B = AC = 3 = 4
C = AB = 3 = 4
D = 4 = 3 = AE
E = 4 = 3 = AD
BD = 3 = CE = 3
BE = 3 = CD = 3
Assume we use this design.
Find alias groups:
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Let’s find the 4 blocks: I =ABC = BCDE = ADE or not adding “d”; one way will work, one won’t.
Assume we run the Principal block (block 1)
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Run the 8 t.c.’s and analyze: Since it’s a 2 or not adding “d”; one way will work, one won’t.52, we designate 2 letters as “DEAD” (say b, d), write a standard Yates’ order in the other (3) (live) letters, and append the dead letters to form the t.c.’s being run:
I = ABC = BCDE = ADE
t.c.
yield
(1)
(2)
(3)
Estimate
1
.

.
a (
bd)
2+52
A
.
c (b)
2+34
C
.
ac (d)
AC  +43
B
e (d)
.
4+32
E
D
.
ae (b)
AE 3+4
.
ce (
bd)
CE 3+23
.
ace
ACE 2+32
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Good to know rule: or not adding “d”; one way will work, one won’t.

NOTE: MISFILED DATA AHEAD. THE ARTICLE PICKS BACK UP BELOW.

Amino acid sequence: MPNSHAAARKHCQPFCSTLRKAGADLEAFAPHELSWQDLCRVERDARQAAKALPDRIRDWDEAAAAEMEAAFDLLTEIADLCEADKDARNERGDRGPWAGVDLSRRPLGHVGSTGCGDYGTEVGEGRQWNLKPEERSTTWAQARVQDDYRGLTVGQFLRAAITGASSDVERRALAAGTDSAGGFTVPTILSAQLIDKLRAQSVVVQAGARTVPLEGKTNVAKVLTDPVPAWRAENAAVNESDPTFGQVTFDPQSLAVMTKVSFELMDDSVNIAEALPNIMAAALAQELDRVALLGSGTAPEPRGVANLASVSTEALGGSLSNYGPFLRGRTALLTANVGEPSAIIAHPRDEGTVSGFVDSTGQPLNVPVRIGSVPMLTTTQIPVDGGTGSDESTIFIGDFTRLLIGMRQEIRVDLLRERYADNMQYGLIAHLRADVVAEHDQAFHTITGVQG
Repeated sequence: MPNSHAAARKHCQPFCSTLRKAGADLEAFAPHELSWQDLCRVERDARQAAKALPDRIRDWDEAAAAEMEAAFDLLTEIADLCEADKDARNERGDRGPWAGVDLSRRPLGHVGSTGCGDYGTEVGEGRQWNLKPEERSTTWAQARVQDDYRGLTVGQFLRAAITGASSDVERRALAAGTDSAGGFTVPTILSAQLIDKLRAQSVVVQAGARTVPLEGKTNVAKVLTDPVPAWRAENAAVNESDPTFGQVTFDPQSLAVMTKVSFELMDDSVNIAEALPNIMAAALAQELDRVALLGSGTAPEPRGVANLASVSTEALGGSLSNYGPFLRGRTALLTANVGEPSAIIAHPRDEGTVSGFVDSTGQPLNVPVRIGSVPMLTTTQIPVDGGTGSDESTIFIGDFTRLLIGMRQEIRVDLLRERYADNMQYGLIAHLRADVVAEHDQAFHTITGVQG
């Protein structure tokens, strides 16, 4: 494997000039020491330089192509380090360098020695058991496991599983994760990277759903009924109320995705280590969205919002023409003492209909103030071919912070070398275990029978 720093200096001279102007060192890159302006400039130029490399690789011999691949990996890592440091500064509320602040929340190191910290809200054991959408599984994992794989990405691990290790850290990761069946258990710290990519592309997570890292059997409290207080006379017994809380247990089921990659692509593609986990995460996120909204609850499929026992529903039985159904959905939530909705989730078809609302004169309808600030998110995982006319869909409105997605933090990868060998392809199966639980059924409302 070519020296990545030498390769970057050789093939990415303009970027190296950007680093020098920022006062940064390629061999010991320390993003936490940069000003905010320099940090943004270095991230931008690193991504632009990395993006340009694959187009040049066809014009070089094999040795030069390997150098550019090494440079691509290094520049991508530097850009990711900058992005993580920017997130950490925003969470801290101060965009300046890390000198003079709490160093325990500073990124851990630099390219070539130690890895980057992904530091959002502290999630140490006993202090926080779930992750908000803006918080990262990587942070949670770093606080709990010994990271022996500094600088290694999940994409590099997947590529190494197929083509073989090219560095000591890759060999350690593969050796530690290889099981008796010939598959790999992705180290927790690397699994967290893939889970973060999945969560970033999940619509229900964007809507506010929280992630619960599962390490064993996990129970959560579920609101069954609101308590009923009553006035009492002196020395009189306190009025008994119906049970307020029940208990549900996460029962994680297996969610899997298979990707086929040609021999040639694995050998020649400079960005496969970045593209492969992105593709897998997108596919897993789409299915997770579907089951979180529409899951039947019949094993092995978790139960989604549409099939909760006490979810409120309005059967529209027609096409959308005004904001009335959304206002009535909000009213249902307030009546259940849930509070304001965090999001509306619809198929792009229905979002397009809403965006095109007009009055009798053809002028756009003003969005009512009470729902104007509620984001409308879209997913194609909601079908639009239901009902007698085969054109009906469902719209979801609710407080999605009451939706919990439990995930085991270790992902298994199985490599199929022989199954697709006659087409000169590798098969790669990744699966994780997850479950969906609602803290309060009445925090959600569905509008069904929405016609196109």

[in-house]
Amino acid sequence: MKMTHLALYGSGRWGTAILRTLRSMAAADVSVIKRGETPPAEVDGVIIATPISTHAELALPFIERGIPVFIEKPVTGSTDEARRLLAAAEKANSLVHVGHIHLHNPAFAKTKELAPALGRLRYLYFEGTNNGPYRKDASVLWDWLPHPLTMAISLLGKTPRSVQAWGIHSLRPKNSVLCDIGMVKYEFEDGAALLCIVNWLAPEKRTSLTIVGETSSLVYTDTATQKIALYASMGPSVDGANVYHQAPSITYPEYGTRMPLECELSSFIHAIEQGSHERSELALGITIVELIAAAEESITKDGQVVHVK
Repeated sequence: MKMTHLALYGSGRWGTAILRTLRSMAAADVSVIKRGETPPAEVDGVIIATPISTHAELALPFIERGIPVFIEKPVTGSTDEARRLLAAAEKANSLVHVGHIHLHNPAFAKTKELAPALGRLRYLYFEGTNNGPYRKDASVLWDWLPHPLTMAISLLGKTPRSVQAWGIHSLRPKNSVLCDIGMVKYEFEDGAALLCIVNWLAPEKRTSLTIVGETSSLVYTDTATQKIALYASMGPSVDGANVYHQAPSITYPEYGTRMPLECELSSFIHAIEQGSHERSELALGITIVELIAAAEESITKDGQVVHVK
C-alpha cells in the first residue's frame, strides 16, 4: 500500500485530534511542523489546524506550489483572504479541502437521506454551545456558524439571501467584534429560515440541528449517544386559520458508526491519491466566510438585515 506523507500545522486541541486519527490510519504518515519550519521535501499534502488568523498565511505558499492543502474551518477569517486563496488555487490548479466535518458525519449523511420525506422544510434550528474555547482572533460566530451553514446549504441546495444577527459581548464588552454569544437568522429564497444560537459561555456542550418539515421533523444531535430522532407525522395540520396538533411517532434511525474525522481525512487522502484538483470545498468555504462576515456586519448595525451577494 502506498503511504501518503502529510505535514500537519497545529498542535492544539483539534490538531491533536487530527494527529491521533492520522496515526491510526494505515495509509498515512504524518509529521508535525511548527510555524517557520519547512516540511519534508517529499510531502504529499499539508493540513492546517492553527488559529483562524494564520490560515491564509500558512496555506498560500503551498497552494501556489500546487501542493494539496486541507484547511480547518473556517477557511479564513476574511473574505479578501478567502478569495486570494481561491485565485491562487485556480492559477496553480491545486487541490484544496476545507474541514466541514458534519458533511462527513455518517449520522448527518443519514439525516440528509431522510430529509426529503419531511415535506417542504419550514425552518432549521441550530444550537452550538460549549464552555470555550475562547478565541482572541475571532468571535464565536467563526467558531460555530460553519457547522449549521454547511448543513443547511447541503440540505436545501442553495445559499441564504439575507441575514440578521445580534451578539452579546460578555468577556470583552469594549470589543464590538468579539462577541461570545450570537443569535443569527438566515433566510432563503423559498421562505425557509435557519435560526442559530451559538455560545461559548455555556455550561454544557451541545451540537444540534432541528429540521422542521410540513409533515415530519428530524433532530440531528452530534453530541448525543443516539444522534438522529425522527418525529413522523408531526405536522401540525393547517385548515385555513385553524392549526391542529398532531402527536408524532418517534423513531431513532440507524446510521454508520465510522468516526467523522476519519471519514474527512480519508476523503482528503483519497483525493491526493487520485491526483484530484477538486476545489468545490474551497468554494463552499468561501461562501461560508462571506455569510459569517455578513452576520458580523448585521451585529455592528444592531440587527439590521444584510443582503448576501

t.c. with even # letters in common with evenlettered effect is a + for that effect; t. c. with odd # letters in common with oddlettered effect is a + for that effect; otherwise a  (minus)
abd in ABCDE: 3 in common with 5
ODD with ODD +
abce in ABCDFG: 3 in common with 6
ODD with EVEN 
# letters in effect
Even
Odd
# letters t.c. has in
Common with Effect
Even
Odd
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Interpretation of results often relies on making some assumptions
Ockham’srazor
Confirmation experiments can be important
See the projection of this design into 3 factors
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Every fractional factorial contains full factorials in fewer factors
The “flashlight” analogy
A onehalf fraction will project into a full factorial in any k – 1 of the original factors
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Complete defining relation: I = ABCE = BCDF = ADEF